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What are Anthropometric Measurements?

By S. Rumple
Updated Mar 03, 2024
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Anthropometric measurements are one way of assessing and conceptualizing a person’s total body fat. The measurements are usually done in a series, and typically include things like weight and height as well as skin fold density and measurements taken at certain precise points, in particular the hips and the wrist. Those tabulating the numbers, usually doctors, nurses, or fitness professionals, use the results to make assessments about a person’s overall health. Particularly in children, the numbers can also be an indication of growth progress. Measurements that are higher or lower than average often signal a problem with normal development. It’s important to keep in mind, though, that “average” results are just that — some people are naturally higher or lower while still being perfectly healthy. Concerns are usually only justified when measurements fall far outside the normal range.

Understanding Body Fat Generally

Body fat can be hard to measure since so much of it occurs internally. The results can be seen on the outside in many cases, but it still can be challenging to get an accurate picture of how much there really is on sight alone. The main goal of anthropometric measurements is take a number of different factors into account, and to use measurements of different parts of the body in order to get a better sense of the total fat situation. Results aren’t foolproof, but they can usually give clinicians and healthcare providers a rough sense of how a person is doing, which often leads into a plan for positive change.

Calculation Techniques

Height, weight, and skin fold thickness are usually the core elements. Bodily circumference at the waist, hip, chest, and wrist factor in, too. To measure weight, the examiner may use a self-zeroing scale, although these scales have to be recalibrated often. To measure the height, the examiner may use a device that looks like a vertical ruler; it consists of a sliding horizontal rod or paddle that will rest on the person’s head. The person will stand straight against the device with feet together to give an accurate measurement.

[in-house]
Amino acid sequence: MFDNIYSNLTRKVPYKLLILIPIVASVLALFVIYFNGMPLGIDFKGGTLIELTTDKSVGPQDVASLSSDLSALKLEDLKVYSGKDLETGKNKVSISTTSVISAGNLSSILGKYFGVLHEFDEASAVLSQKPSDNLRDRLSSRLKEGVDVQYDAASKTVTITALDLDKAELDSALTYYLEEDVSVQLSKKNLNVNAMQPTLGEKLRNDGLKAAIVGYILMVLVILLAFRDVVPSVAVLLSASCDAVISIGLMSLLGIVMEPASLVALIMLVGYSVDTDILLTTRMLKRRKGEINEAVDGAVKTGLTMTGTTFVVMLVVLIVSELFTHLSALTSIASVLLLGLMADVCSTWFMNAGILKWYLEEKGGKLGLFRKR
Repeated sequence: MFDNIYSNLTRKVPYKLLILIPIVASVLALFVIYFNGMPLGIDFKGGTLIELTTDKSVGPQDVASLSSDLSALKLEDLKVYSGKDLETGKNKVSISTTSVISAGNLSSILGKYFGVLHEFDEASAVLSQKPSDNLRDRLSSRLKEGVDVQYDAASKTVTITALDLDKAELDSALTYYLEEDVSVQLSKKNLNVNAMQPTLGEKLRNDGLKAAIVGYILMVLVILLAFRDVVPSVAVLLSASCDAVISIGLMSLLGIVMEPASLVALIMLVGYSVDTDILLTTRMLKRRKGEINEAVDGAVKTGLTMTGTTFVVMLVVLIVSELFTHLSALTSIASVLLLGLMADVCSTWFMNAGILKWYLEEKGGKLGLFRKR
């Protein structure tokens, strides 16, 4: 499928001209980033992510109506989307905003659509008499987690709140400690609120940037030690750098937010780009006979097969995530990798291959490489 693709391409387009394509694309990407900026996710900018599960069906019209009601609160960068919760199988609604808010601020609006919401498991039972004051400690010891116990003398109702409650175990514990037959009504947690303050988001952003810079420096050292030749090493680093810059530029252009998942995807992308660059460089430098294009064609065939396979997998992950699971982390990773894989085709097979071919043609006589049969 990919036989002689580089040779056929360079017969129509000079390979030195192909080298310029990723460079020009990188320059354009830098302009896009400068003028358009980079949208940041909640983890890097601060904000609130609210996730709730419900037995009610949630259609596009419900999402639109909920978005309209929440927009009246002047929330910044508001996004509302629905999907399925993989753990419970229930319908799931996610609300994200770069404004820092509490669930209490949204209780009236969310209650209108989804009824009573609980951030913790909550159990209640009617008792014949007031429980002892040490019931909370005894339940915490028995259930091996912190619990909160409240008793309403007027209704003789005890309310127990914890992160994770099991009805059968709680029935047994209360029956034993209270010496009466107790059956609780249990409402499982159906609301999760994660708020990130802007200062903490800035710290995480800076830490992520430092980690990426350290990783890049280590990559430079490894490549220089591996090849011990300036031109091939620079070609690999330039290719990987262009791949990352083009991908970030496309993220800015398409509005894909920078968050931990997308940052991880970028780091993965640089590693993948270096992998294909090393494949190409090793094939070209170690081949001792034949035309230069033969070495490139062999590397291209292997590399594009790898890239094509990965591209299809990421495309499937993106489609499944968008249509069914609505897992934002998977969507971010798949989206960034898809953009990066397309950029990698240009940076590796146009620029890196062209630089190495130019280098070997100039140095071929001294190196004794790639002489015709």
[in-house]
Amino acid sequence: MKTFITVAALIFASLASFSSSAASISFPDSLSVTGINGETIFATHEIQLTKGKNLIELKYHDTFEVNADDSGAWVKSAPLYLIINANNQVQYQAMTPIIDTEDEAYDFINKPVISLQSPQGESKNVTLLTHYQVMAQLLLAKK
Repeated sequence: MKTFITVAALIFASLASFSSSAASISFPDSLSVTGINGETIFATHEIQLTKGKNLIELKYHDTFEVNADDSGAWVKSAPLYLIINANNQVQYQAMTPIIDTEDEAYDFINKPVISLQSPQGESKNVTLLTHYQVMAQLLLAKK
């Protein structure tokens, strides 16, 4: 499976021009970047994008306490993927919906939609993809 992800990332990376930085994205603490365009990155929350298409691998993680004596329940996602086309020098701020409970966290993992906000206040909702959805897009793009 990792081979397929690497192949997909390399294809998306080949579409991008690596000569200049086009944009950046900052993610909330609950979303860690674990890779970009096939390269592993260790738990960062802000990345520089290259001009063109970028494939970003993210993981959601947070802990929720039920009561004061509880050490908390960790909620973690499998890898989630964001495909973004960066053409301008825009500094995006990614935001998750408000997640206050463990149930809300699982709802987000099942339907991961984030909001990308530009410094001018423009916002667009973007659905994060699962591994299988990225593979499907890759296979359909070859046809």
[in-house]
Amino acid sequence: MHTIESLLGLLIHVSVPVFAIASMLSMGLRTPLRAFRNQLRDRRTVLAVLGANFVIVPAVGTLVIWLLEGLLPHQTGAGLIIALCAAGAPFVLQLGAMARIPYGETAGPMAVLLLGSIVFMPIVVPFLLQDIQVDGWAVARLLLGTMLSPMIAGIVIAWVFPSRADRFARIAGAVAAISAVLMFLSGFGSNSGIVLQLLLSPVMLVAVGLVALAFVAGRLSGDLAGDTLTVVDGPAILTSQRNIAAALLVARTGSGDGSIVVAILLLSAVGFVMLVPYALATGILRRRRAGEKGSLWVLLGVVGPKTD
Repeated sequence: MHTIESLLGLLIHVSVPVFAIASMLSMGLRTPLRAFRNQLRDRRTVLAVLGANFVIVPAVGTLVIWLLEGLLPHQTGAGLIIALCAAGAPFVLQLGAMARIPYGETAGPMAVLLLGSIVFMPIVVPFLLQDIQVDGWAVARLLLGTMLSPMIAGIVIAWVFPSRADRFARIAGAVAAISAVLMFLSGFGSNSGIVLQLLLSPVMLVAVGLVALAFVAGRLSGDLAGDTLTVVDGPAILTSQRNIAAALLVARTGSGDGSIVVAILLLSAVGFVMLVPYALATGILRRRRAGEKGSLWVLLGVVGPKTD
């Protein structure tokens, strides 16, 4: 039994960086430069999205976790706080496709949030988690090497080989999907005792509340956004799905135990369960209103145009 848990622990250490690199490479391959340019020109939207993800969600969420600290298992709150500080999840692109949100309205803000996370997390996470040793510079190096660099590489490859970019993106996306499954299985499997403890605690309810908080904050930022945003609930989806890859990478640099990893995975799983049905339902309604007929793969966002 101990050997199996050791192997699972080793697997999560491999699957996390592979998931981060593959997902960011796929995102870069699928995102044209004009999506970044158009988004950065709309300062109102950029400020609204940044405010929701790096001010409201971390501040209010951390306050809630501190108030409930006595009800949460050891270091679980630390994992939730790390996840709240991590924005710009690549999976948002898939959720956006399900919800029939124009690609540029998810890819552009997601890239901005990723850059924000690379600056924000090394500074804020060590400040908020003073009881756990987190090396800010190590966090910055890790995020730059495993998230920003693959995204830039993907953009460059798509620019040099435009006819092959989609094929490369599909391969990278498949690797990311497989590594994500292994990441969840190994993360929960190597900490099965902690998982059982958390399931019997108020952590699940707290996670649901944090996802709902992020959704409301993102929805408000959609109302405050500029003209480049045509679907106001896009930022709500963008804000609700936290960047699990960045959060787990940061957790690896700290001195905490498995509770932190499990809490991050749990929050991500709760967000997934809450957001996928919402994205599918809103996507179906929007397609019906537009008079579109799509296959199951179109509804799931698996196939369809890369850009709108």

To measure the skin folds, the examiner will take measurements over several different areas of the body, such as the arm, lower hips, and lower ribs of the chest. These numbers are then averaged together to get a more accurate reading. In most cases the measurements are done on the right side of the body unless there is a medical reason not to do so.

As Concerns Babies and Young Children

One of the most common and routine uses of these measurements is during well-baby check-ups. The examiner will typically measure the baby's length and weight as well as the circumference of the child's head to ensure that growth is on track. The results can indicate problems with brain development and bone growth, and can also highlight nutritional issues the child might be facing. Measurements can also tell the examiner what illnesses a child might be more likely to get, such as anemia from malnutrition. Though the results are in no way definitive, they are often a starting place for identifying and diagnosing other potentially more serious issues.

For Nutritional Purposes

In adults, these numbers are very common when it comes to identifying a person’s “ideal” or “healthy” weight. Doctors typically collect them during routine health checks and, when possible, compare them not just to national or regional averages but also to the specific patient’s personal history. Significant changes over short amounts of time can indicate other issues, even if the readings are still in the normal range. Nutritionist may also use these measurements to help decide the best diet and exercise program for patients hoping to lose weight. Knowing where fat is can lead to more targeted loss programs.